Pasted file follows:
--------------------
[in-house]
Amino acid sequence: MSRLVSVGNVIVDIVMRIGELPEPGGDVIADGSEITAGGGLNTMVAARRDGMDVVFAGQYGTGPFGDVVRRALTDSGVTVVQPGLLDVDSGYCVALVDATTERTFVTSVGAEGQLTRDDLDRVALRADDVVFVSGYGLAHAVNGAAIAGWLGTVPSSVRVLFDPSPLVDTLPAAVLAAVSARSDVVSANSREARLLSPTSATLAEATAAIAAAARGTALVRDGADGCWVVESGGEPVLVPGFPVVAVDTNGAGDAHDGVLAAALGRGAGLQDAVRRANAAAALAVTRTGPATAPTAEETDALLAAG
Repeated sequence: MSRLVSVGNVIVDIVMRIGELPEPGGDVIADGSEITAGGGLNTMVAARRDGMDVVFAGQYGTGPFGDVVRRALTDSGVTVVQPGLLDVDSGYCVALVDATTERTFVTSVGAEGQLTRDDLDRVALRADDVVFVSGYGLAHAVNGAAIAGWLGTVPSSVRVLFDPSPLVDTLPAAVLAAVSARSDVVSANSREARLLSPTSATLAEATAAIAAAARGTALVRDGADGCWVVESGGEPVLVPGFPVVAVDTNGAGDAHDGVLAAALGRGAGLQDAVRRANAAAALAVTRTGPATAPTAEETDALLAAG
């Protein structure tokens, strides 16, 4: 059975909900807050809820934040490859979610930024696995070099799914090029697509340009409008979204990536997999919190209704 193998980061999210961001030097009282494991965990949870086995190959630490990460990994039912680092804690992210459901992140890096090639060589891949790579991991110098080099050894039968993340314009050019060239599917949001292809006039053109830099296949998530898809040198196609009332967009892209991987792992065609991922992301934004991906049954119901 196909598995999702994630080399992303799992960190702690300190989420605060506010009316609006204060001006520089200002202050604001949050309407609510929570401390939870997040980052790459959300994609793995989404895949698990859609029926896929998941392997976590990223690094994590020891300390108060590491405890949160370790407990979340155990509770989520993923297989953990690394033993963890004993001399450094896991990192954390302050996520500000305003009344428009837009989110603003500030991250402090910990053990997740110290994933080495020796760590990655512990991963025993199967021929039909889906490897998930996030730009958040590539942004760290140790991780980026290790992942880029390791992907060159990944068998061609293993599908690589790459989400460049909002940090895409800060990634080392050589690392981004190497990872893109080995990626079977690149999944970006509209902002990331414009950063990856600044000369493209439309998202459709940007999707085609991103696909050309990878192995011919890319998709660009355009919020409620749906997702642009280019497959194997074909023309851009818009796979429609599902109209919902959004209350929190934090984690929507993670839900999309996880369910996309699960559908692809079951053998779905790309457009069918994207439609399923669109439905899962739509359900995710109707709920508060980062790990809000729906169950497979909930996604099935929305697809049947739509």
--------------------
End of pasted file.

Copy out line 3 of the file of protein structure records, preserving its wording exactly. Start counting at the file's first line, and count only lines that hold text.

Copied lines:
Repeated sequence: MSRLVSVGNVIVDIVMRIGELPEPGGDVIADGSEITAGGGLNTMVAARRDGMDVVFAGQYGTGPFGDVVRRALTDSGVTVVQPGLLDVDSGYCVALVDATTERTFVTSVGAEGQLTRDDLDRVALRADDVVFVSGYGLAHAVNGAAIAGWLGTVPSSVRVLFDPSPLVDTLPAAVLAAVSARSDVVSANSREARLLSPTSATLAEATAAIAAAARGTALVRDGADGCWVVESGGEPVLVPGFPVVAVDTNGAGDAHDGVLAAALGRGAGLQDAVRRANAAAALAVTRTGPATAPTAEETDALLAAG